• Geography- FIFA altitude ban, 6 confederations
  • Language Arts: Write, revise and record podcasts sharing background information on the World Cup, teams, players, about South Africa … We can create a Moodle course where students can share what is created and learned with other classes.
  • History of World Cup, past outstanding events during World Cup events
  • Regulations and rules, how to play futbol, how rules vary between countries, how do teams qualify?
  • Math- bet on games/probability (just kidding), statistics
  • Learn about South Africa
  • Around the world with 80 Schools – Easy global collaboration we’ve participated in here at ASM. Involves brief, pre-arranged Skype video or audio conference with another class somewhere else in the world. Meghan’s class recently skyped with a class in S Africa.
  • World Cup for Kids website with suggested activities and game links
  • There are many many other World Cup events such as FIFA Women’s and FIFA Youth
  • Advertising- persuasive writing, images, evaluate advertising, make own advertisements
  • Sportsmanship- with our international community we would need to talk about this with students cheering for different teams. Great opportunity for tolerance discussions.
  • 2006 World Cup–  Reflect, compare, contrast
  • FIFA2010 World Cup main page–  As I write this there are 11 days 12 hours and 29 minutes until the first game according to the countdown on the home page.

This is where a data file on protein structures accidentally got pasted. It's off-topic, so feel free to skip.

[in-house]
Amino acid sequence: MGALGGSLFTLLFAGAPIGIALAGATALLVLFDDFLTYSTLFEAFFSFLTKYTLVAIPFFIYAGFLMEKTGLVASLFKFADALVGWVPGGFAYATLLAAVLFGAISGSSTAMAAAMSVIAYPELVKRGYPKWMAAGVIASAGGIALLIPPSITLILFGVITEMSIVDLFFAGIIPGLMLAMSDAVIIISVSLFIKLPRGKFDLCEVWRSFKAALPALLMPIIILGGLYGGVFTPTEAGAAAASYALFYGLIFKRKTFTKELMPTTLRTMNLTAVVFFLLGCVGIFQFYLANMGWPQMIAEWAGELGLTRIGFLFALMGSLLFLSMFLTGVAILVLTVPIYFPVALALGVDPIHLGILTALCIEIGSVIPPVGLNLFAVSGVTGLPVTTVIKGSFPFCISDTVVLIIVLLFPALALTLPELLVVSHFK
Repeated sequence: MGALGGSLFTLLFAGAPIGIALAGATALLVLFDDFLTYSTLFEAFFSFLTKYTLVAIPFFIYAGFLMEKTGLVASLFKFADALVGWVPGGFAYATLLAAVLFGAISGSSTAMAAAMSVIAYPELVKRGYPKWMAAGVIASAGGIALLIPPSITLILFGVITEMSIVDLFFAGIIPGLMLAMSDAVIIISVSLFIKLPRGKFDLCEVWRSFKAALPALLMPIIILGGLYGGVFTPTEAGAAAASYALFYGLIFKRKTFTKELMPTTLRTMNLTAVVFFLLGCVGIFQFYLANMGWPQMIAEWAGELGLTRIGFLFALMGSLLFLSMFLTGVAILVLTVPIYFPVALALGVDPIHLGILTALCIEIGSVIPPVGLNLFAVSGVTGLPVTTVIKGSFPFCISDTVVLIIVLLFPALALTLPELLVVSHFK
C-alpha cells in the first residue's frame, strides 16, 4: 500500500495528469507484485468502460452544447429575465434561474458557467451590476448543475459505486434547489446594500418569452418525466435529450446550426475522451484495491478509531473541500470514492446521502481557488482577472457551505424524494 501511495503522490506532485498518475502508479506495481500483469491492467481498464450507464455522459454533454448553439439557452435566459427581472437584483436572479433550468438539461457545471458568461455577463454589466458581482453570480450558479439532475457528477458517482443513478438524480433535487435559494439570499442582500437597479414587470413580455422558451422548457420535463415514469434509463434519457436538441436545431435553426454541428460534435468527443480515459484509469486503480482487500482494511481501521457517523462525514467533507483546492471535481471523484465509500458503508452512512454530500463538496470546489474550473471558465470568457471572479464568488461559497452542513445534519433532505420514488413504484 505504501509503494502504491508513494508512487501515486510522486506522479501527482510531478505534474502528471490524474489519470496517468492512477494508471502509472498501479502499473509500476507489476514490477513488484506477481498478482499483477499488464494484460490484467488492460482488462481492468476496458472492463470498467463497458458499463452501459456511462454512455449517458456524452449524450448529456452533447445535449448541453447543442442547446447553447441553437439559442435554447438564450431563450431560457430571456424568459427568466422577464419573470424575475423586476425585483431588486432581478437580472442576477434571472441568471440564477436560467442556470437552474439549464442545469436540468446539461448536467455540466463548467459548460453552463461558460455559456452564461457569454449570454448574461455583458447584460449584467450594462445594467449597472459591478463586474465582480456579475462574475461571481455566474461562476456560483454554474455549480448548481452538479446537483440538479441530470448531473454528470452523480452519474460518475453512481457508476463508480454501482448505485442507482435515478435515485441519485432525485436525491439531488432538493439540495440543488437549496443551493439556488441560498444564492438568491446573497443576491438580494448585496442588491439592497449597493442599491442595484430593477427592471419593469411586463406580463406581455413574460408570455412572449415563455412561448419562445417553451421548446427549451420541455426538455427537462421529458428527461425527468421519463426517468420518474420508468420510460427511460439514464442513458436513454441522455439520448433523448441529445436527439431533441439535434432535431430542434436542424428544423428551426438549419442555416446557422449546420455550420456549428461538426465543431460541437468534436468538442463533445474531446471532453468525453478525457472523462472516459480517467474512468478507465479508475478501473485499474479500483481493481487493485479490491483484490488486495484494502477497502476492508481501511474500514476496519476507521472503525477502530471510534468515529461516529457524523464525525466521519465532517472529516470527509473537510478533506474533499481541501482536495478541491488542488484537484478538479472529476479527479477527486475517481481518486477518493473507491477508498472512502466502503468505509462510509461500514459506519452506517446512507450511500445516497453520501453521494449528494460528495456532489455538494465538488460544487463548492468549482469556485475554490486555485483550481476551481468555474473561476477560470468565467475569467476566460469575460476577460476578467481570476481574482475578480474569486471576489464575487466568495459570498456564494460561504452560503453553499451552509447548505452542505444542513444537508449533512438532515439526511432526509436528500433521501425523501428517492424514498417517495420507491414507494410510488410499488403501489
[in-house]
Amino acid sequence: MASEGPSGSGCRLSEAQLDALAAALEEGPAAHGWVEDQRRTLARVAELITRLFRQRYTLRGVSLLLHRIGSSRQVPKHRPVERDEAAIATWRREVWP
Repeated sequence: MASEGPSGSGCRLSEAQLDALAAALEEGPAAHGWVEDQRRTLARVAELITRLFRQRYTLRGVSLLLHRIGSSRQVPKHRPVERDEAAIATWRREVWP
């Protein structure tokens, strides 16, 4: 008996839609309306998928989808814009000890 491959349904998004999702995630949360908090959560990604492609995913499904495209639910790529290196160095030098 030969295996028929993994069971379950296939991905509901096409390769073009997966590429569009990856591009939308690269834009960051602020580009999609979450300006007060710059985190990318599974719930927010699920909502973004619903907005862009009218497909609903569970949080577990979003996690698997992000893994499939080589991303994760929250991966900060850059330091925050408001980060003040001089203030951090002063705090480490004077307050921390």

Do you have ideas to share? Want to collaborate?

The Challenge of Information Overload

May 29, 2010 at 12:34 pm | Posted in Collaboration, Learning is Messy, Planning | Leave a comment

As a tech integration specialist the last three years, I have greatly benefited from the inspiration and support from my PLN. I went from focusing on a group of students to a focus on co-creating relevant tech-related classroom activities in all subject areas for students aged 3 to 11 and providing teacher professional development and support. Because of this broad focus, I have learned a great deal and discovered many educators and other professionals online who inspire me and who I learn from. However, now that I am returning to the classroom I need to focus again foremost on curriculum and learning that may or may not include technology. This has prompted me to review my Netvibes feed page and not drop feeds but revise my home page to those blogs that are written by teachers and from educators I collaborate with.

plousia/flickr

My problem is that I can get so side-tracked just by browsing and following tweets appearing among the 20 most recent tweets when I open Twitter. Then there are all the blogs I want to read regularly and podcasts to listen to. And books to read. I want to contribute as well so I need time to write. This summer I look forward to reading and learning more about writing and reading continuums and increasing my Mac application skills in preparation for August, as those are areas I have less experience with as a classroom teacher. I want to become more adept as a user of Myst and Scratch and other game-based learning tools to use in my classroom. I want to contribute to my personal blog again and reflect on life overseas. There are only 24 hours in a day and if I add areas to focus on, something has to take a back seat.